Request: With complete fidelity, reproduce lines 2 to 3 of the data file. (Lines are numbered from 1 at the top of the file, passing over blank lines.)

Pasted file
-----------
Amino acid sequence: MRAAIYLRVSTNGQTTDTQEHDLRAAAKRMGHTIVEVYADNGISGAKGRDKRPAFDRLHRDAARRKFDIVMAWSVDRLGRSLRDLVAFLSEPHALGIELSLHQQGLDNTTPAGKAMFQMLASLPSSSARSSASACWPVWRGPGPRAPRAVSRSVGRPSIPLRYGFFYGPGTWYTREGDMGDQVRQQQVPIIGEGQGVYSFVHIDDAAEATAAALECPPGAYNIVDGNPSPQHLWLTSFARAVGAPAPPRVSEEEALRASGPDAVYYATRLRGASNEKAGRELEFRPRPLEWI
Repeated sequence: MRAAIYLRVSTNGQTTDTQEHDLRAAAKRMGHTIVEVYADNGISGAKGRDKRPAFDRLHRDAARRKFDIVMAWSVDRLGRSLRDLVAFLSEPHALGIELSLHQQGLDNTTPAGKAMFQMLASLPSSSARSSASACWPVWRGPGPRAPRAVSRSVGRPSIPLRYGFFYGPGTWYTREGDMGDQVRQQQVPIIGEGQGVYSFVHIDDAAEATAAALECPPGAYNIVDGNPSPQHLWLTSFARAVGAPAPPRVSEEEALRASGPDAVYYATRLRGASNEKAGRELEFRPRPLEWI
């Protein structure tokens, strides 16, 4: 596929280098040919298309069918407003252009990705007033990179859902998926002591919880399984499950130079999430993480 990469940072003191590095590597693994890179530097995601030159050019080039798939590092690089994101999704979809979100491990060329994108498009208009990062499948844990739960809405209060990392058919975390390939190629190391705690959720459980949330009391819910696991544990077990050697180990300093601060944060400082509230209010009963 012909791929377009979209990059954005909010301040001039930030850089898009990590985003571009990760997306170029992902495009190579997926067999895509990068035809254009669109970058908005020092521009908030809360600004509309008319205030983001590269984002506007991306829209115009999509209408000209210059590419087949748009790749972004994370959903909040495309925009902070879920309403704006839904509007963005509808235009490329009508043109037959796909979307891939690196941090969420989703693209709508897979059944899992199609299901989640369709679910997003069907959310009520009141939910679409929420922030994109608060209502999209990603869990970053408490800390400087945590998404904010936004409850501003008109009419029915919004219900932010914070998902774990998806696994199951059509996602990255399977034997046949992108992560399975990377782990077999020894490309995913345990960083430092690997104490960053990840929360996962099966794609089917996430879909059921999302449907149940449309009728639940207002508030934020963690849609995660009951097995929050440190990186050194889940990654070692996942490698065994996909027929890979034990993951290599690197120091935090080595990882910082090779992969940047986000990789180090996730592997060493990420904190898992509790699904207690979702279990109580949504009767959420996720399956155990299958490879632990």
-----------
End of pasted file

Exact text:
Repeated sequence: MRAAIYLRVSTNGQTTDTQEHDLRAAAKRMGHTIVEVYADNGISGAKGRDKRPAFDRLHRDAARRKFDIVMAWSVDRLGRSLRDLVAFLSEPHALGIELSLHQQGLDNTTPAGKAMFQMLASLPSSSARSSASACWPVWRGPGPRAPRAVSRSVGRPSIPLRYGFFYGPGTWYTREGDMGDQVRQQQVPIIGEGQGVYSFVHIDDAAEATAAALECPPGAYNIVDGNPSPQHLWLTSFARAVGAPAPPRVSEEEALRASGPDAVYYATRLRGASNEKAGRELEFRPRPLEWI
């Protein structure tokens, strides 16, 4: 596929280098040919298309069918407003252009990705007033990179859902998926002591919880399984499950130079999430993480 990469940072003191590095590597693994890179530097995601030159050019080039798939590092690089994101999704979809979100491990060329994108498009208009990062499948844990739960809405209060990392058919975390390939190629190391705690959720459980949330009391819910696991544990077990050697180990300093601060944060400082509230209010009963 012909791929377009979209990059954005909010301040001039930030850089898009990590985003571009990760997306170029992902495009190579997926067999895509990068035809254009669109970058908005020092521009908030809360600004509309008319205030983001590269984002506007991306829209115009999509209408000209210059590419087949748009790749972004994370959903909040495309925009902070879920309403704006839904509007963005509808235009490329009508043109037959796909979307891939690196941090969420989703693209709508897979059944899992199609299901989640369709679910997003069907959310009520009141939910679409929420922030994109608060209502999209990603869990970053408490800390400087945590998404904010936004409850501003008109009419029915919004219900932010914070998902774990998806696994199951059509996602990255399977034997046949992108992560399975990377782990077999020894490309995913345990960083430092690997104490960053990840929360996962099966794609089917996430879909059921999302449907149940449309009728639940207002508030934020963690849609995660009951097995929050440190990186050194889940990654070692996942490698065994996909027929890979034990993951290599690197120091935090080595990882910082090779992969940047986000990789180090996730592997060493990420904190898992509790699904207690979702279990109580949504009767959420996720399956155990299958490879632990």